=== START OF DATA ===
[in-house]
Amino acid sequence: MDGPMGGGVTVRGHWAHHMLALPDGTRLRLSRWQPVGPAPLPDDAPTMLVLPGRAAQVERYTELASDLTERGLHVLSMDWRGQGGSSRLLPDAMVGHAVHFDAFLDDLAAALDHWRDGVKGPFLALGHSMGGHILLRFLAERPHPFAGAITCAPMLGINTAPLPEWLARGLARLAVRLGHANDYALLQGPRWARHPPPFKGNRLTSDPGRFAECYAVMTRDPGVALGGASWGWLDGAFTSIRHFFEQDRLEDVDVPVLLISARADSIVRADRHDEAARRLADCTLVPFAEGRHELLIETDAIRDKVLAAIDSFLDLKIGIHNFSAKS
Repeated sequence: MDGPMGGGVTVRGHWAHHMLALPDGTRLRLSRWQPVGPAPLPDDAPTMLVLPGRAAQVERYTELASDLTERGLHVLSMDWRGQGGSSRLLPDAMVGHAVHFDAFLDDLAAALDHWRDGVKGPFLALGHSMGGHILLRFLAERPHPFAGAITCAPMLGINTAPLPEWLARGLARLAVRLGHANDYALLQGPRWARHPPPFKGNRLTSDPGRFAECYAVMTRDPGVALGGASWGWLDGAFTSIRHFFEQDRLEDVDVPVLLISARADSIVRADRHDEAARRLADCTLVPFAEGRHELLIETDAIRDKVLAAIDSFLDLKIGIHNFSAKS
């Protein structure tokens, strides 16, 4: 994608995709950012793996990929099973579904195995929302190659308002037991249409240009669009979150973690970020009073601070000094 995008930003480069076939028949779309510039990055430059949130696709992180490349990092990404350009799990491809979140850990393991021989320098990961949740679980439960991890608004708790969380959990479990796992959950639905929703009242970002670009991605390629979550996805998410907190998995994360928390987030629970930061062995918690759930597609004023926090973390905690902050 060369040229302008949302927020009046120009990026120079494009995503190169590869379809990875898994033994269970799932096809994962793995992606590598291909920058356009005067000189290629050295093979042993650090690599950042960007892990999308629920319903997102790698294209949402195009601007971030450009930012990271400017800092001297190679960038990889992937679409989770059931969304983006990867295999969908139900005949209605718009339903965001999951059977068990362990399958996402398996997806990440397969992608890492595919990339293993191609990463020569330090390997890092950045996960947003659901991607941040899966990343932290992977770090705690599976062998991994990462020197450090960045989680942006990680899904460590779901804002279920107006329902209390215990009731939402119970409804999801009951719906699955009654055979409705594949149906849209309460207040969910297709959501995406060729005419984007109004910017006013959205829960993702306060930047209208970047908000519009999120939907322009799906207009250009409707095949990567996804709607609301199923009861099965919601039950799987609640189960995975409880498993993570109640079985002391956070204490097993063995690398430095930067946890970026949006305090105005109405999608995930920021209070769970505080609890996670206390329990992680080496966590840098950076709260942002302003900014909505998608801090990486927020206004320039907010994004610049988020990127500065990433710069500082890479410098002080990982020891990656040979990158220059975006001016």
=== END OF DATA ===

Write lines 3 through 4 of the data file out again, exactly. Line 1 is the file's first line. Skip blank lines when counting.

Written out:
Repeated sequence: MDGPMGGGVTVRGHWAHHMLALPDGTRLRLSRWQPVGPAPLPDDAPTMLVLPGRAAQVERYTELASDLTERGLHVLSMDWRGQGGSSRLLPDAMVGHAVHFDAFLDDLAAALDHWRDGVKGPFLALGHSMGGHILLRFLAERPHPFAGAITCAPMLGINTAPLPEWLARGLARLAVRLGHANDYALLQGPRWARHPPPFKGNRLTSDPGRFAECYAVMTRDPGVALGGASWGWLDGAFTSIRHFFEQDRLEDVDVPVLLISARADSIVRADRHDEAARRLADCTLVPFAEGRHELLIETDAIRDKVLAAIDSFLDLKIGIHNFSAKS
């Protein structure tokens, strides 16, 4: 994608995709950012793996990929099973579904195995929302190659308002037991249409240009669009979150973690970020009073601070000094 995008930003480069076939028949779309510039990055430059949130696709992180490349990092990404350009799990491809979140850990393991021989320098990961949740679980439960991890608004708790969380959990479990796992959950639905929703009242970002670009991605390629979550996805998410907190998995994360928390987030629970930061062995918690759930597609004023926090973390905690902050 060369040229302008949302927020009046120009990026120079494009995503190169590869379809990875898994033994269970799932096809994962793995992606590598291909920058356009005067000189290629050295093979042993650090690599950042960007892990999308629920319903997102790698294209949402195009601007971030450009930012990271400017800092001297190679960038990889992937679409989770059931969304983006990867295999969908139900005949209605718009339903965001999951059977068990362990399958996402398996997806990440397969992608890492595919990339293993191609990463020569330090390997890092950045996960947003659901991607941040899966990343932290992977770090705690599976062998991994990462020197450090960045989680942006990680899904460590779901804002279920107006329902209390215990009731939402119970409804999801009951719906699955009654055979409705594949149906849209309460207040969910297709959501995406060729005419984007109004910017006013959205829960993702306060930047209208970047908000519009999120939907322009799906207009250009409707095949990567996804709607609301199923009861099965919601039950799987609640189960995975409880498993993570109640079985002391956070204490097993063995690398430095930067946890970026949006305090105005109405999608995930920021209070769970505080609890996670206390329990992680080496966590840098950076709260942002302003900014909505998608801090990486927020206004320039907010994004610049988020990127500065990433710069500082890479410098002080990982020891990656040979990158220059975006001016």